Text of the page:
In accordance with the invention, the transportable peptide and, optionally, another neuroactive agent as described above, are covalently linked to a water-soluble and nonpeptidic polymer to form a conjugate of this invention. The water-soluble and nonpeptidic polymers suitable for use in various aspects of this invention include polyethylene glycol, other polyalkylene glycols, and copolymers of polyethylene glycol and polypropylene glycol.
 As used herein, the term polyethylene glycol (“PEG”) is inclusive and means any of a series of polymers having the general formula:
 wherein n ranges from about 10 to 2,000. PEG also refers to the structural unit:
 wherein n ranges from about 10 to about 2000. Thus, by PEG is meant modified PEGs including methoxy-PEGs; PEGs having at least one terminal moiety other than a hydroxyl group which is reactive with another moiety; branched PEGs; pendent PEGs; forked PEGs; and the like.
 The polyethylene glycol useful in the practice of this invention normally has an average molecular weight of from about 200 to 100,000 daltons. Molecular weights of from about 200 to 10,000 are somewhat more commonly used. Molecular weights of from about 300 to 8,000, and in particular, from about 500 to about 5,000 daltons, are somewhat typical.
 PEG is useful in biological applications because it has properties that are highly desirable and is generally approved for biological or biotechnical applications. PEG typically is clear, colorless, odorless, soluble in water, stable to heat, inert to many chemical agents, does not hydrolyze or deteriorate, and is generally nontoxic. Poly(ethylene glycol) is considered to be biocompatible, which is to say that PEG is capable of coexistence with living tissues or organisms without causing harm. More specifically, PEG, in itself, is normally considered nonimmunogenic, which is to say that PEG does not tend to produce an immune response in the body. Desirable terminal activating groups by which PEG can be attached to various peptides should not appreciably alter the nonimmunogenic character of the PEG, so as to avoid immunogenic effects. Desirable PEG conjugates tend not to produce a substantial immune response or cause clotting or other undesirable effects.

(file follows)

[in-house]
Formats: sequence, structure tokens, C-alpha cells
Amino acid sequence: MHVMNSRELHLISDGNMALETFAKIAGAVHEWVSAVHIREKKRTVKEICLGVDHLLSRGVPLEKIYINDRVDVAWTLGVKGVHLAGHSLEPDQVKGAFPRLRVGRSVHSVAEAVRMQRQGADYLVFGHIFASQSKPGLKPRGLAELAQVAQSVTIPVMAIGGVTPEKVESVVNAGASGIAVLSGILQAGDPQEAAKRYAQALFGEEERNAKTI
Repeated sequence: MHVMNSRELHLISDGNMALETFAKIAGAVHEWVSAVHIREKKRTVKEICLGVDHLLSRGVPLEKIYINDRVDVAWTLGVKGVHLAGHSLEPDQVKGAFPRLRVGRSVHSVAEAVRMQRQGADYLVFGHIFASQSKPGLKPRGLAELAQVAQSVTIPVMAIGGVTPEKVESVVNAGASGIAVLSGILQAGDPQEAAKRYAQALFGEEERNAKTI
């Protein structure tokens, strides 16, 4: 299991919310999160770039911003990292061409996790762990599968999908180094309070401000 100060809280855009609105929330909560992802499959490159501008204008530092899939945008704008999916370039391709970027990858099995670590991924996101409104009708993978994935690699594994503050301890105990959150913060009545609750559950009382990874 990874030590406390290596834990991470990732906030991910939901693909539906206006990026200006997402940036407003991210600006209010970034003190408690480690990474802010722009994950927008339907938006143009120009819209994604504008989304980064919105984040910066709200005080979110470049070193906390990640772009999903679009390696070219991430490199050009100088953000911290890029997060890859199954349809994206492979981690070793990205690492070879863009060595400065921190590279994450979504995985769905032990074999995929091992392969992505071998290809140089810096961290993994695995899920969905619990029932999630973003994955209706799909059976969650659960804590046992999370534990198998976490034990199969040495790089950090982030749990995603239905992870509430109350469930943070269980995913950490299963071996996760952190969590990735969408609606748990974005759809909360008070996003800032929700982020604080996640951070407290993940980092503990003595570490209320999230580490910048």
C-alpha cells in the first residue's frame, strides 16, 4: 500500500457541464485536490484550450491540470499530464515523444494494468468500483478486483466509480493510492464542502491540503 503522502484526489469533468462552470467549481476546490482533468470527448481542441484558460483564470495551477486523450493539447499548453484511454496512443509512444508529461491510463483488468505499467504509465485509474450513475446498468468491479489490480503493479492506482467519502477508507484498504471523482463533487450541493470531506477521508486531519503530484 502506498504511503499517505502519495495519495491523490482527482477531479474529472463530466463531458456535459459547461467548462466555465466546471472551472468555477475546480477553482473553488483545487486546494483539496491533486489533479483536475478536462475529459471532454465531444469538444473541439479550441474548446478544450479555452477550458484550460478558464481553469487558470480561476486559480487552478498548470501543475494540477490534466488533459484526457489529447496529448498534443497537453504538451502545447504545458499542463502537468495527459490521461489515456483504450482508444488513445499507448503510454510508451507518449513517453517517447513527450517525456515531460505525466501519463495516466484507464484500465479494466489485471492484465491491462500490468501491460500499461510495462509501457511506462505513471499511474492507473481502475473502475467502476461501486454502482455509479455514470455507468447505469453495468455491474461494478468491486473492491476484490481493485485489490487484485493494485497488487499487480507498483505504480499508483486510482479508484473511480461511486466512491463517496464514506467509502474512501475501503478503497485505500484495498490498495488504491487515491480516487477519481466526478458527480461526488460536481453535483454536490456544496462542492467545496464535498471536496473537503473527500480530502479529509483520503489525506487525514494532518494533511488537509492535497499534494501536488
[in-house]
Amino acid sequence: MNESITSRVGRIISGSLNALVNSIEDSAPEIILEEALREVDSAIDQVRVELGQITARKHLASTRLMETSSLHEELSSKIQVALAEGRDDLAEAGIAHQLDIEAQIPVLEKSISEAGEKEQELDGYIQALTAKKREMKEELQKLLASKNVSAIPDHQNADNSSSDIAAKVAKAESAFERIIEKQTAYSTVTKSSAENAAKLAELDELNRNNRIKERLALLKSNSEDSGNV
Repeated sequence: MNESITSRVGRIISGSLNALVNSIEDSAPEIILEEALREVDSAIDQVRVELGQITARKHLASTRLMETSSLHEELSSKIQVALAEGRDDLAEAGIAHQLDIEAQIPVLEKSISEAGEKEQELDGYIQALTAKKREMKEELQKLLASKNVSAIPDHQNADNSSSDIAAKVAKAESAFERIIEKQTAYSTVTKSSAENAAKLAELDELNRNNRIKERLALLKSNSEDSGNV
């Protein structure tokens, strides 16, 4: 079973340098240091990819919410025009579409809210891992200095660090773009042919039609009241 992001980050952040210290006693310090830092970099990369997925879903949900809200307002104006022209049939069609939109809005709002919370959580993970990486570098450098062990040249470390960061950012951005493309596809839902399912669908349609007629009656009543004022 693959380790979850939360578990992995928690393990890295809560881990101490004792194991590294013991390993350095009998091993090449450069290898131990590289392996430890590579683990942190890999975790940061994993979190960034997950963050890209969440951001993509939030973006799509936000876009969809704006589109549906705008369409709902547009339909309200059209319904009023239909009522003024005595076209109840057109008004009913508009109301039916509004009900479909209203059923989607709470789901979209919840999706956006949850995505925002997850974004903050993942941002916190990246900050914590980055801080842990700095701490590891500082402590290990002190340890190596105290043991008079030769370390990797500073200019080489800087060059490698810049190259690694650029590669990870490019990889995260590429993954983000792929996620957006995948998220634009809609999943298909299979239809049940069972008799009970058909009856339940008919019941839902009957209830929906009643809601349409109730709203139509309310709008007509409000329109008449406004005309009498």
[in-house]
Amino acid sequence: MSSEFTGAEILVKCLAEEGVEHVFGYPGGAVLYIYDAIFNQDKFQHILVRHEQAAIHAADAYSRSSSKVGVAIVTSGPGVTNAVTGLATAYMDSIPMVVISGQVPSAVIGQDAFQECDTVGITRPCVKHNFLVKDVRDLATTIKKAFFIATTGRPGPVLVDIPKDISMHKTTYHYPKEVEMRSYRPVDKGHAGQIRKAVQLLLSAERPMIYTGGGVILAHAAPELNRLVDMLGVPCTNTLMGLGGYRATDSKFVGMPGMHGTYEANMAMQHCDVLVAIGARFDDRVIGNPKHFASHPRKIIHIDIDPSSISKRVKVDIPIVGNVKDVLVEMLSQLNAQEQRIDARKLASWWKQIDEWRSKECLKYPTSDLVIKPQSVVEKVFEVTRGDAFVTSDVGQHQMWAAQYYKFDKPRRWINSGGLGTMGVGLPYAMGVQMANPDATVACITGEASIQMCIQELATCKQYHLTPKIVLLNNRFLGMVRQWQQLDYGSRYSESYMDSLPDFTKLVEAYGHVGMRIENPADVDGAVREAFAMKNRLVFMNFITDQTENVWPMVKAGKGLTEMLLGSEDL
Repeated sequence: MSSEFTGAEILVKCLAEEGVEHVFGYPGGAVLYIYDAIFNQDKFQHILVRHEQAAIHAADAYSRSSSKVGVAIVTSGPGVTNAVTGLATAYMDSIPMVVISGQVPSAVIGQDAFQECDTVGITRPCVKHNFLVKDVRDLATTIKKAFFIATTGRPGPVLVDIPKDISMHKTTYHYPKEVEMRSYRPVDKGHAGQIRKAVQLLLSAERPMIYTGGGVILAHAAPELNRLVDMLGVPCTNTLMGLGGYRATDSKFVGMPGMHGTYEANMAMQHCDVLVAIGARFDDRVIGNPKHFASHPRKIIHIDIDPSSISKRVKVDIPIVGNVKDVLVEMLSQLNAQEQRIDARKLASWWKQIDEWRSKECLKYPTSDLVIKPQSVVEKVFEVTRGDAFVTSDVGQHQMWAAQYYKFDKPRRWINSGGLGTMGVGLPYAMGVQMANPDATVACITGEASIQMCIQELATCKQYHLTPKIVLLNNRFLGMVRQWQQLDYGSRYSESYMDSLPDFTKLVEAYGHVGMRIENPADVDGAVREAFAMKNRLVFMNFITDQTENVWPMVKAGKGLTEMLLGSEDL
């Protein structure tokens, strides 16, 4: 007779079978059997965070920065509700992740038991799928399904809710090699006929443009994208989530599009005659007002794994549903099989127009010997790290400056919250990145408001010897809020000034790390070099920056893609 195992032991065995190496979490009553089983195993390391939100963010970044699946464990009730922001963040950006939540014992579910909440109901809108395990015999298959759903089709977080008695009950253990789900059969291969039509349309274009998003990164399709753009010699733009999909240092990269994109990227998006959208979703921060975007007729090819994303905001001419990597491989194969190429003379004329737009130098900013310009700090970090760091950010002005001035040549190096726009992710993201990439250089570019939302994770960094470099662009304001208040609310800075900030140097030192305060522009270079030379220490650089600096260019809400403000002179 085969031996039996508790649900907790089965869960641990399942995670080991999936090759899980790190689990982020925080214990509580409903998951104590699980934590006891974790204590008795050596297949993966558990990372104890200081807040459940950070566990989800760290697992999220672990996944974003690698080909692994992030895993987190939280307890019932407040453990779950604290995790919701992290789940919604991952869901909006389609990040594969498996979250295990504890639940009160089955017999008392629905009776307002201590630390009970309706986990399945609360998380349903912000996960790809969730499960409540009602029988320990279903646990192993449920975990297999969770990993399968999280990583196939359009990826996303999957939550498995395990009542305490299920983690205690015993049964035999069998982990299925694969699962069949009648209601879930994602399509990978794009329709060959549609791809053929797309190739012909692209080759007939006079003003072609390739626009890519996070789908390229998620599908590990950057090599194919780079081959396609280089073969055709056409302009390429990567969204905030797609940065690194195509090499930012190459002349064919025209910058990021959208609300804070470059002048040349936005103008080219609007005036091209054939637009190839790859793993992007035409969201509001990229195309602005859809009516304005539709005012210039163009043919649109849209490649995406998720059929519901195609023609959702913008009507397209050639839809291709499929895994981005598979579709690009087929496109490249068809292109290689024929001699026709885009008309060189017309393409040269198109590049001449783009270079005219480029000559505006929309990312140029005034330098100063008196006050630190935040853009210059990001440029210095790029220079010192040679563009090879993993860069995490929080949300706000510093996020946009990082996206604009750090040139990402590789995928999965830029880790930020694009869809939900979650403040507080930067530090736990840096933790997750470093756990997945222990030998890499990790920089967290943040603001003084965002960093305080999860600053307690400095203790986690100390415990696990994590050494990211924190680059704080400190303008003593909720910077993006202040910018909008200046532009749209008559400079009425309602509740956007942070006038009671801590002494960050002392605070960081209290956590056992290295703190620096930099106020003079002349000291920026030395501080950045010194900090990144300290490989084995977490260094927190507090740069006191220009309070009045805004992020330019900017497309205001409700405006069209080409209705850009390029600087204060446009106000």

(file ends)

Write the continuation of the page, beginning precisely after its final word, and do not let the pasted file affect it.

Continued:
PEG is a highly hydrated random coil polymer that can shield proteins or peptides from enzymatic digestion, immune system molecules and cells, and can increase the hydrodynamic volume to slow reticuloendothelial system (RES) clearance. PEG is a useful polymer having the properties of water solubility as well as solubility in many organic solvents. The unique solubility properties of PEG allow conjugation (PEGylation) to certain compounds with low aqueous solubility, with the resulting conjugate being water-soluble. However, PEGylation, which is conjugating a PEG molecule to another molecule, is not without its difficulties. The effects of a particular PEG derivative are not necessarily predictable. The result depends on the specific interaction between a particular compound and the functional non-peptidic PEG polymer.
 The polymer used in this invention normally can be linear or branched. Branched polymer backbones are generally known in the art. Typically, a branched polymer has a central core moiety and a plurality of linear polymer chains linked to the central core. PEG is commonly used in branched forms that can be prepared by addition of ethylene oxide to various polyols, such as glycerol, pentaerythritol and sorbitol. For example, the four-arm, branched PEG prepared from pentaerythritol is shown below:
 The central moiety can also be derived from several amino acids. An example is lysine.